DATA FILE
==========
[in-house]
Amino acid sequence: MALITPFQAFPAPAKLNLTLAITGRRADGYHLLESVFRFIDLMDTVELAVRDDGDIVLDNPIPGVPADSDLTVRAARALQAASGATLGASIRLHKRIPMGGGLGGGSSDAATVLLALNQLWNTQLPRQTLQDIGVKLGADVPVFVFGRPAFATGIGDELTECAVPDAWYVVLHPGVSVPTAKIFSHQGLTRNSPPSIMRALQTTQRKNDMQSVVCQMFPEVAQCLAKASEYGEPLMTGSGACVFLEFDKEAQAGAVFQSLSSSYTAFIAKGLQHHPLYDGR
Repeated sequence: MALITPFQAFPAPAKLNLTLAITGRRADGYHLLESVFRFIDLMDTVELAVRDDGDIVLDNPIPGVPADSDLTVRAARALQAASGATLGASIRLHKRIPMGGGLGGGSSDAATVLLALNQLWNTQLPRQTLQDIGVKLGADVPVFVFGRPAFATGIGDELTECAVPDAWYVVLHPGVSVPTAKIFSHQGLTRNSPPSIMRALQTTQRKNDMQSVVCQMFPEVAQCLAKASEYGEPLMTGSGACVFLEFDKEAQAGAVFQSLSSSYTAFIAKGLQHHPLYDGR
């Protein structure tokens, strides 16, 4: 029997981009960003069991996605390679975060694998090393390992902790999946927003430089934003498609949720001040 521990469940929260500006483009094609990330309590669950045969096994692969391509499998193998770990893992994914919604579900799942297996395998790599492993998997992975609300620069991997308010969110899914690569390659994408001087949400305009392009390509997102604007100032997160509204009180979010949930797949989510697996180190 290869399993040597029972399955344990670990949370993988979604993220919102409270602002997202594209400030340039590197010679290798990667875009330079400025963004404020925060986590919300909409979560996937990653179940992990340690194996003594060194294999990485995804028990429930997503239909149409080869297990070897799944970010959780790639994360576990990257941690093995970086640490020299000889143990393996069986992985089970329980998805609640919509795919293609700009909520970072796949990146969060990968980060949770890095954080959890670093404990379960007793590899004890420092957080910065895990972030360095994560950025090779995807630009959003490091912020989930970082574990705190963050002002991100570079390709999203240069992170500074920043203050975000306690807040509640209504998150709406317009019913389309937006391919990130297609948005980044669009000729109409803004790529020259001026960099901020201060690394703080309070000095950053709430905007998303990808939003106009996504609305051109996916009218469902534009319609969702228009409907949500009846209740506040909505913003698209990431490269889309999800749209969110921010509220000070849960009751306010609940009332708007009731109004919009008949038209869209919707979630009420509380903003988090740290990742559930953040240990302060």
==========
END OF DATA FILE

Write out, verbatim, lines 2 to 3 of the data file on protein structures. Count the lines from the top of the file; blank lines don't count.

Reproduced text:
Amino acid sequence: MALITPFQAFPAPAKLNLTLAITGRRADGYHLLESVFRFIDLMDTVELAVRDDGDIVLDNPIPGVPADSDLTVRAARALQAASGATLGASIRLHKRIPMGGGLGGGSSDAATVLLALNQLWNTQLPRQTLQDIGVKLGADVPVFVFGRPAFATGIGDELTECAVPDAWYVVLHPGVSVPTAKIFSHQGLTRNSPPSIMRALQTTQRKNDMQSVVCQMFPEVAQCLAKASEYGEPLMTGSGACVFLEFDKEAQAGAVFQSLSSSYTAFIAKGLQHHPLYDGR
Repeated sequence: MALITPFQAFPAPAKLNLTLAITGRRADGYHLLESVFRFIDLMDTVELAVRDDGDIVLDNPIPGVPADSDLTVRAARALQAASGATLGASIRLHKRIPMGGGLGGGSSDAATVLLALNQLWNTQLPRQTLQDIGVKLGADVPVFVFGRPAFATGIGDELTECAVPDAWYVVLHPGVSVPTAKIFSHQGLTRNSPPSIMRALQTTQRKNDMQSVVCQMFPEVAQCLAKASEYGEPLMTGSGACVFLEFDKEAQAGAVFQSLSSSYTAFIAKGLQHHPLYDGR